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Stay pumped-up to avoid summer tyre failures, warn TyreSafe

By Kyle Linsay
Friday, July 19, 2013 - 13:44

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TyreFailure

BREAK: Beware under-inflated tyres

With summer finally kicking in, drivers are being reminded to ensure their tyres are properly inflated, to avoid temperature-induced failures.

When tyres are under-inflated, excessive heat builds up within the tyre and makes them much more susceptible to suffering from a rapid deflation.

This can make the car extremely difficult to control, especially as it occur most frequently after prolonged periods of high-speed running on motorways or A-roads.

Figures from the RAC show that last year, their patrol crews attended more than 50,000 tyre-related call-outs in July and August alone.

Stuart Jackson, Chairman of TyreSafe, said: “We all love the hot weather – apart from our tyres if they’re not properly looked after.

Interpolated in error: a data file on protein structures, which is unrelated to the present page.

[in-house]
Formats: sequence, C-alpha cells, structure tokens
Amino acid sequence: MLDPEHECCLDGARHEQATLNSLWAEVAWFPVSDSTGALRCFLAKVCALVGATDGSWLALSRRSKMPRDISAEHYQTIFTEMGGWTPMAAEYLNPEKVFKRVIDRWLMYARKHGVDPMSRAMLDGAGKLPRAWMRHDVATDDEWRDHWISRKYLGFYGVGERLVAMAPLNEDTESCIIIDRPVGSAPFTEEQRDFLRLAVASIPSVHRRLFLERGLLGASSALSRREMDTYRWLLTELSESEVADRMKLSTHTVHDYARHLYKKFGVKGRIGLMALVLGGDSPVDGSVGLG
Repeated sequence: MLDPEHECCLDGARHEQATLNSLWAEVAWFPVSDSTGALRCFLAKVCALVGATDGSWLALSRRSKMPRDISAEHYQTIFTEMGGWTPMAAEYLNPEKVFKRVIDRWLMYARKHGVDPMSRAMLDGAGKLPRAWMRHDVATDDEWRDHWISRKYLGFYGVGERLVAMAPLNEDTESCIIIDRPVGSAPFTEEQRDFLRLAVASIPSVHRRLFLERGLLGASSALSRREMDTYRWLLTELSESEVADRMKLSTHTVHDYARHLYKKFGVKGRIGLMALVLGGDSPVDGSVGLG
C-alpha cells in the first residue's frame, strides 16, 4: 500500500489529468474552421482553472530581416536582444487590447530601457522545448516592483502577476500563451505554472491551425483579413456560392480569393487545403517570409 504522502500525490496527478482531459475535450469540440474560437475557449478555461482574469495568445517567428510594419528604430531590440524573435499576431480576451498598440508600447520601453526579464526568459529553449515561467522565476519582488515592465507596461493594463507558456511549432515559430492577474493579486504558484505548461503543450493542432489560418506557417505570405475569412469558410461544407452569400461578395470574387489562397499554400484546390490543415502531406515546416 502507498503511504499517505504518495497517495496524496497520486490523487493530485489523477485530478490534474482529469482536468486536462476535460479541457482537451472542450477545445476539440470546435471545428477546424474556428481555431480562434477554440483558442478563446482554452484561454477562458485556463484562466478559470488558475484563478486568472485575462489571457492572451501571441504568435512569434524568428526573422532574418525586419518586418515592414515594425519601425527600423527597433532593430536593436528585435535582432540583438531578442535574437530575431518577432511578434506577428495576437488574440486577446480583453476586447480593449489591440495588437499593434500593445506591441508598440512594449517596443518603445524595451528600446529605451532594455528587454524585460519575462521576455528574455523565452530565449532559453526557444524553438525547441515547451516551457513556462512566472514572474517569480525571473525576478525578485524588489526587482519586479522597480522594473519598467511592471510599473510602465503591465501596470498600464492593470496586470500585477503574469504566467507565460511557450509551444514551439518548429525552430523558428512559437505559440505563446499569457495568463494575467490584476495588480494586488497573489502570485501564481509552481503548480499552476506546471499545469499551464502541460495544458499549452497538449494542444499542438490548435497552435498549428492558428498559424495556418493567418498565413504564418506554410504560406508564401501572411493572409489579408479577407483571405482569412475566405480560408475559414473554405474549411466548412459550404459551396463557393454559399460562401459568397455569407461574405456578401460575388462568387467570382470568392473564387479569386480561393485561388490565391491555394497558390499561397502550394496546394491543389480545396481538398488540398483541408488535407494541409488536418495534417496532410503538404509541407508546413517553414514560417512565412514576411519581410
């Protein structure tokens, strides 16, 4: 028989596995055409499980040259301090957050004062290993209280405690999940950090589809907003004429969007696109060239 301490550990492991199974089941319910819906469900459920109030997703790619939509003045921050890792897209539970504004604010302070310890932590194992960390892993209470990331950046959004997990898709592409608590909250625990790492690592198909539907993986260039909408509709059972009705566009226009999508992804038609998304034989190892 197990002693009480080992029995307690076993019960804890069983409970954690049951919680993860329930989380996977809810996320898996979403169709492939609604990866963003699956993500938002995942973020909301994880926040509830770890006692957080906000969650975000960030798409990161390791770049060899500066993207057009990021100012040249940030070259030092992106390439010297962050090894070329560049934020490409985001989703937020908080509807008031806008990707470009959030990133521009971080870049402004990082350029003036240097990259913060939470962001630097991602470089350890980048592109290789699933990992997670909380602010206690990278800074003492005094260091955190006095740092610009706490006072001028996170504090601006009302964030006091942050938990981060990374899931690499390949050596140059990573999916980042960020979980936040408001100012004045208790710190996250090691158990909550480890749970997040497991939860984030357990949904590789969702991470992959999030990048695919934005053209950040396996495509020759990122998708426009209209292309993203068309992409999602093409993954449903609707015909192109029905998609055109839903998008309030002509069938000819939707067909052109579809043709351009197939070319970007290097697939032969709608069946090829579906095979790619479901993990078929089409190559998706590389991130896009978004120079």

“With July and August normally being the hottest two months of the year, car tyres are placed under increased stress from the higher temperatures like we’re currently experiencing.

“It really is important that motorists check their pressures at least once a month all year round, but even more so at this time of the year.”

Under-inflation can also be financially costly as the harder-working engine leads to increased fuel consumption.

Simon Williams, RAC Spokesman, said: “In 2012 RAC patrols attended 344,000 call-outs for tyre and wheel jobs, making it our second biggest breakdown with 15% of our 2.3million breakdowns.

“We urge everyone taking to the roads this summer to make sure their tyres are in good condition otherwise they risk spending some unwanted time on the hard shoulder or in a lay-by.”

When checking their tyre pressures, drivers should ensure they are correctly inflated for the load being carried, such as additional passengers.

The correct settings can be found in the vehicle manufacturer’s handbook, inside the fuel filler cap or on a plate on the driver’s door sill.

Alternatively, TyreSafe have developed an online and iPhone app, where users simply enter their car registration number plate for the correct tyre pressure.

It is available to use and download by visiting www.tyresafe.org.

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